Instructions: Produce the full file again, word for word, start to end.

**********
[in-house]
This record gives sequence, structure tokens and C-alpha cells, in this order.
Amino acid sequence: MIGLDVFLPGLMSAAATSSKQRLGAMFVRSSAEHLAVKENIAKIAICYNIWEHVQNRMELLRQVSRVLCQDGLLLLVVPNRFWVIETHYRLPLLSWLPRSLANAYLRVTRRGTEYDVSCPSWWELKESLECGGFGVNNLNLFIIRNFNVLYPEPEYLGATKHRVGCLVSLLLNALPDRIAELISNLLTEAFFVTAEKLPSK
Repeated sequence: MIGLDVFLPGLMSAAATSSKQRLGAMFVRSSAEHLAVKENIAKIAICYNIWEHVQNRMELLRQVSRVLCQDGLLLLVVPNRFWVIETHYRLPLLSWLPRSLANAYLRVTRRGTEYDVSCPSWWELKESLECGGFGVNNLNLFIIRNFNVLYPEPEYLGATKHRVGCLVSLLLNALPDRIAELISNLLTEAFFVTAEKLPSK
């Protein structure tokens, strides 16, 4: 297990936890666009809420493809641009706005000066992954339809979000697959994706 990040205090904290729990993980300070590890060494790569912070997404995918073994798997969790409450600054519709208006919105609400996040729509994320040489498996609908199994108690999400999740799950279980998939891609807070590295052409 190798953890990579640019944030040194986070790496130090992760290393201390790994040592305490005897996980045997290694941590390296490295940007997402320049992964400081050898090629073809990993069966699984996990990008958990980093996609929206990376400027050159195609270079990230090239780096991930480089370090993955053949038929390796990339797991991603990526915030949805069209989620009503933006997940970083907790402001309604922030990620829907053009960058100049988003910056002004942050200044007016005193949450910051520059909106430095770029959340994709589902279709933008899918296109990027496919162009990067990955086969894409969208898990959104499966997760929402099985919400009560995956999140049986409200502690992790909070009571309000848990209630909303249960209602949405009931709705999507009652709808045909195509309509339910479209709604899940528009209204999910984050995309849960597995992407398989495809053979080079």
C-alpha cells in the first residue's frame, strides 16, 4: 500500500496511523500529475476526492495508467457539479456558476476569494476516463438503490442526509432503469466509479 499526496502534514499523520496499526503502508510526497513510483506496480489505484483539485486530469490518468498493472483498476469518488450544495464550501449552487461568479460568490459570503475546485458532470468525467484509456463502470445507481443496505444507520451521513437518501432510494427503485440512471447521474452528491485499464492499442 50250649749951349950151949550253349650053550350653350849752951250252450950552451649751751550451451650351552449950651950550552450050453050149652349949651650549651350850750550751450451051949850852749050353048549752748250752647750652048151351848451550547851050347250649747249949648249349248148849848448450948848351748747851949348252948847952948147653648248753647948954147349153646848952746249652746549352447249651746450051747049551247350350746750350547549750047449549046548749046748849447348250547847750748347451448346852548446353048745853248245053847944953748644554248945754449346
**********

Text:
[in-house]
This record gives sequence, structure tokens and C-alpha cells, in this order.
Amino acid sequence: MIGLDVFLPGLMSAAATSSKQRLGAMFVRSSAEHLAVKENIAKIAICYNIWEHVQNRMELLRQVSRVLCQDGLLLLVVPNRFWVIETHYRLPLLSWLPRSLANAYLRVTRRGTEYDVSCPSWWELKESLECGGFGVNNLNLFIIRNFNVLYPEPEYLGATKHRVGCLVSLLLNALPDRIAELISNLLTEAFFVTAEKLPSK
Repeated sequence: MIGLDVFLPGLMSAAATSSKQRLGAMFVRSSAEHLAVKENIAKIAICYNIWEHVQNRMELLRQVSRVLCQDGLLLLVVPNRFWVIETHYRLPLLSWLPRSLANAYLRVTRRGTEYDVSCPSWWELKESLECGGFGVNNLNLFIIRNFNVLYPEPEYLGATKHRVGCLVSLLLNALPDRIAELISNLLTEAFFVTAEKLPSK
């Protein structure tokens, strides 16, 4: 297990936890666009809420493809641009706005000066992954339809979000697959994706 990040205090904290729990993980300070590890060494790569912070997404995918073994798997969790409450600054519709208006919105609400996040729509994320040489498996609908199994108690999400999740799950279980998939891609807070590295052409 190798953890990579640019944030040194986070790496130090992760290393201390790994040592305490005897996980045997290694941590390296490295940007997402320049992964400081050898090629073809990993069966699984996990990008958990980093996609929206990376400027050159195609270079990230090239780096991930480089370090993955053949038929390796990339797991991603990526915030949805069209989620009503933006997940970083907790402001309604922030990620829907053009960058100049988003910056002004942050200044007016005193949450910051520059909106430095770029959340994709589902279709933008899918296109990027496919162009990067990955086969894409969208898990959104499966997760929402099985919400009560995956999140049986409200502690992790909070009571309000848990209630909303249960209602949405009931709705999507009652709808045909195509309509339910479209709604899940528009209204999910984050995309849960597995992407398989495809053979080079």
C-alpha cells in the first residue's frame, strides 16, 4: 500500500496511523500529475476526492495508467457539479456558476476569494476516463438503490442526509432503469466509479 499526496502534514499523520496499526503502508510526497513510483506496480489505484483539485486530469490518468498493472483498476469518488450544495464550501449552487461568479460568490459570503475546485458532470468525467484509456463502470445507481443496505444507520451521513437518501432510494427503485440512471447521474452528491485499464492499442 50250649749951349950151949550253349650053550350653350849752951250252450950552451649751751550451451650351552449950651950550552450050453050149652349949651650549651350850750550751450451051949850852749050353048549752748250752647750652048151351848451550547851050347250649747249949648249349248148849848448450948848351748747851949348252948847952948147653648248753647948954147349153646848952746249652746549352447249651746450051747049551247350350746750350547549750047449549046548749046748849447348250547847750748347451448346852548446353048745853248245053847944953748644554248945754449346